Prior to the regular meeting of Council on May 6, 2013 a Public Hearing was held in order to consider proposed Official Community Plan Amendment Bylaw No. 870, 2013 (Boundary Extension) and Official Community Plan Amendment Bylaw No. 875, 2013 (Overwaitea).
Properties that were once part of The Regional District of Okanagan-Similkameen, but were brought into town with the Boundary Extention were placed into the Low Density Residential (LR) land use category; 20 parcels in the Airport Road area were placed in the Country Residential (CR) land use category; 10 parcels in the Jacobsen Road area – (CR) and industrial lots in the East Princeton area into the Industrial (I) land use category.
Official Community Plan Bylaw No. 808, Amendment (Overwaitea) Bylaw No. 875, 2013 is to correct a previous error with the plan. The former Overwaitea store had been placed in the “Administrative/Institutional” land use category and should be placed in the “Town Centre” land use category.
As there were no petitions, delegations or letters sent in to speak against the amendments, they each received third reading during the regular meeting of Council.
A 23 page report containing the Building Condition Assessment of the Princeton Court House prepared by David Nairne & Associates Ltd., was released during the May 6 meeting of Council.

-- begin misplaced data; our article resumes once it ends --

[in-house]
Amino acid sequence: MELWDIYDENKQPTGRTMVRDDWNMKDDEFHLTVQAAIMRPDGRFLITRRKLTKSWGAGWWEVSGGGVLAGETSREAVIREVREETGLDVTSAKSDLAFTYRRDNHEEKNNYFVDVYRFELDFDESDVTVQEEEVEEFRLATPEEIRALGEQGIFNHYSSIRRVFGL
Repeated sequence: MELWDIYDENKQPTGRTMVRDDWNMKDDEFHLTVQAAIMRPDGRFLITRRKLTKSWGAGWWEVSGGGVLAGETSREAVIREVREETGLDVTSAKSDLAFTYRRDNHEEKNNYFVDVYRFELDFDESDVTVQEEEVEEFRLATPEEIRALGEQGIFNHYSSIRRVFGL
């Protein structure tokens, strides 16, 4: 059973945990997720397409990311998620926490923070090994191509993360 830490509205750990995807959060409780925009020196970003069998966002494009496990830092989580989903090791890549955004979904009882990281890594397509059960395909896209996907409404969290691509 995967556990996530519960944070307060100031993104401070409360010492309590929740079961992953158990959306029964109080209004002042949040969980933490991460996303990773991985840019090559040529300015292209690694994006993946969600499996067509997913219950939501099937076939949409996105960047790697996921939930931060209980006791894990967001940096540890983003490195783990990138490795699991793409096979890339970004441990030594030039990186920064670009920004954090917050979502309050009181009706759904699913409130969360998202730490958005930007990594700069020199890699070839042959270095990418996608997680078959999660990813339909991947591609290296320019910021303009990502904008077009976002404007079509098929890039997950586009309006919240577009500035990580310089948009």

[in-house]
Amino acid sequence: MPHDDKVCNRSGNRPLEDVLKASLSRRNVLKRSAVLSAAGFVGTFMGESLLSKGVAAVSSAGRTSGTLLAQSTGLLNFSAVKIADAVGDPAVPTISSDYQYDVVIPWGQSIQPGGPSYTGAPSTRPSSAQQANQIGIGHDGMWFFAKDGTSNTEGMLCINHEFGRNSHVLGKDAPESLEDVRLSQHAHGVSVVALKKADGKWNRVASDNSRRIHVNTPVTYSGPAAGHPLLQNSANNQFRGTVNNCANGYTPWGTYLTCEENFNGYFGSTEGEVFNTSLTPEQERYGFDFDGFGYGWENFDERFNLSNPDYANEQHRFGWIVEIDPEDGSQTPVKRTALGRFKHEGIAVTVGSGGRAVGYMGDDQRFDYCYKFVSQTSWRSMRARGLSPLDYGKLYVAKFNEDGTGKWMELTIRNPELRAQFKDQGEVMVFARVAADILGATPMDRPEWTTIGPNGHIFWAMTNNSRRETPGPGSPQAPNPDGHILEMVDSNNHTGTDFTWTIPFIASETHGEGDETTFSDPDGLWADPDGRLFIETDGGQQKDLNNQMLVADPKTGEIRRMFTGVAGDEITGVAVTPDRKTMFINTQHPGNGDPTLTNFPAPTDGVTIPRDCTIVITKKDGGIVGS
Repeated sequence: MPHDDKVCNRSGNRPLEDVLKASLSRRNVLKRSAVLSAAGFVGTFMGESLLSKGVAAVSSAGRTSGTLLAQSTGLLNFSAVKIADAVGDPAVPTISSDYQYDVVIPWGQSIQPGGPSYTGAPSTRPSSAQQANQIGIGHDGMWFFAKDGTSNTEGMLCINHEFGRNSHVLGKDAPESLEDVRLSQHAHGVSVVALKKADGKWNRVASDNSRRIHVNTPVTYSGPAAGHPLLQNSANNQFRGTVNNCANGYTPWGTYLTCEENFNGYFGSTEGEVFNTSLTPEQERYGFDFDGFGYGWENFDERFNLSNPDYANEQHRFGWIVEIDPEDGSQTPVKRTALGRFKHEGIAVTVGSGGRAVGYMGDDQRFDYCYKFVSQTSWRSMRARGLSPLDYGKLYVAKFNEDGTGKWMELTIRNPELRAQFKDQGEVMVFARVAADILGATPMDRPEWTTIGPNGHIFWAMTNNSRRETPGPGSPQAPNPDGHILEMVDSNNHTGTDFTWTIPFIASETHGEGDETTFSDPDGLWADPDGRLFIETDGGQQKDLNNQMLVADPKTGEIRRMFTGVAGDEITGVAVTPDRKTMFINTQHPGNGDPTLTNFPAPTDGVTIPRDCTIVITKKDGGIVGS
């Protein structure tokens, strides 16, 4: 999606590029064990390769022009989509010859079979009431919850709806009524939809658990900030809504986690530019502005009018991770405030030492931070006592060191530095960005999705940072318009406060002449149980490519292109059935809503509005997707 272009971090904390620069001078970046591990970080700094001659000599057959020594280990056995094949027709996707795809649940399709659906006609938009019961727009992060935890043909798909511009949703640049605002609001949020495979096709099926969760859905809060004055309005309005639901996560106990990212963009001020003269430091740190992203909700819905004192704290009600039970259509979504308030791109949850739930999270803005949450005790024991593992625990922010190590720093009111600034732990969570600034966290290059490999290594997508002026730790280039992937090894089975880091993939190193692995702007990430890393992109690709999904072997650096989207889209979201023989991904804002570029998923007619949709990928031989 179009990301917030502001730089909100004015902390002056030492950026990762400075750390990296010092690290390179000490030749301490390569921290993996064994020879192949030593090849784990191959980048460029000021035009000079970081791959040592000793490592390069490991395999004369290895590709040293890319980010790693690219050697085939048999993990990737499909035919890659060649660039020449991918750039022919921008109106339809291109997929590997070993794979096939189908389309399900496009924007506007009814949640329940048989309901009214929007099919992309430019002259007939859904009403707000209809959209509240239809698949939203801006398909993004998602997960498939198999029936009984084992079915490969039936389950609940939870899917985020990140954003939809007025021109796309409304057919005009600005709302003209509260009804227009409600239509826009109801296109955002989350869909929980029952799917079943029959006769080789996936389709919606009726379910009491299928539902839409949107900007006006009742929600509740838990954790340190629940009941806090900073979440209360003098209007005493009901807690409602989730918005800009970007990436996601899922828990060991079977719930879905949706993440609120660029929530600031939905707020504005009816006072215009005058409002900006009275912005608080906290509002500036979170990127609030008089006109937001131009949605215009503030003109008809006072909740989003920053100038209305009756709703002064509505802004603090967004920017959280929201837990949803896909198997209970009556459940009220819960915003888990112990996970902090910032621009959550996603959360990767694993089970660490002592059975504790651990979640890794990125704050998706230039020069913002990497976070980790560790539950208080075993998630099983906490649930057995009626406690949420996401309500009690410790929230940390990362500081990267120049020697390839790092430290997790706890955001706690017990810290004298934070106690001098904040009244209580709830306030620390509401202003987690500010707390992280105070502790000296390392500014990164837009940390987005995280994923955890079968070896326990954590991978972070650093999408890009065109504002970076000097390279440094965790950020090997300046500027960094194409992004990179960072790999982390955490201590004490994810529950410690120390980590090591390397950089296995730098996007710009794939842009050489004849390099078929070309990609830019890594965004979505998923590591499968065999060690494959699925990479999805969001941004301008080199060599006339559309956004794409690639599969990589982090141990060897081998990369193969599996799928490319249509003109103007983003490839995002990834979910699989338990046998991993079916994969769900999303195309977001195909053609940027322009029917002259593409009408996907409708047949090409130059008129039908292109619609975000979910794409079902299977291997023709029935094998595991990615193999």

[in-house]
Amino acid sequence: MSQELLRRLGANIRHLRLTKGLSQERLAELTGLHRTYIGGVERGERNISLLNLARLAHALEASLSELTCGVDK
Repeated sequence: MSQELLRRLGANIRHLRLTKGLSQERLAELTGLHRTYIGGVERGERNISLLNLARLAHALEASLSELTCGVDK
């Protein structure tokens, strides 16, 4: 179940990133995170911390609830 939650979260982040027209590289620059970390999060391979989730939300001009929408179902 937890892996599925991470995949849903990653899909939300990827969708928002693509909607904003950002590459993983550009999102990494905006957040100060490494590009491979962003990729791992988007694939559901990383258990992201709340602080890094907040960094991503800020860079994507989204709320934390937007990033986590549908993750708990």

The report states that the Court House building located at 151 Vermilion Avenue is in “fair overall condition.” However, the building requires, building envelope repairs, structural, mechanical and electrical upgrades as well as environmental remediation.
In 2003, the Town of Princeton acquired the Court House building for the sum of $112,000. The “purpose-built” two-storey wood fame building was constructed in 1929/30. The annual operating cost is approximately $12,220. Current usage exists of a few days per month to house Provincial Court.
The estimate provided to bring the building up to code to serve as Town Offices (proposed by Council at an earlier date) would be approximately $791,000, not including the costs of moving or new furnishings.
In his report to Mayor and Council, Interim CAO Bob Wilson states, “ In my view, I don’t see the economical value in spending that amount of money on a building that is 85 years old.” “I think Council would be wise to continue to investigate options of a building specifically designed and constructed as a Town Hall,” he added.
A motion made by Councillor Marilyn Harkness and seconded by Councillor Jason Earle in agreement with Staff recommendation will see the Town cease all future capitol expenditures on the building; release the Building Condition Assessment to the public; look at the possibilities of putting it up for sale and invite public comment on the future of the Court House building.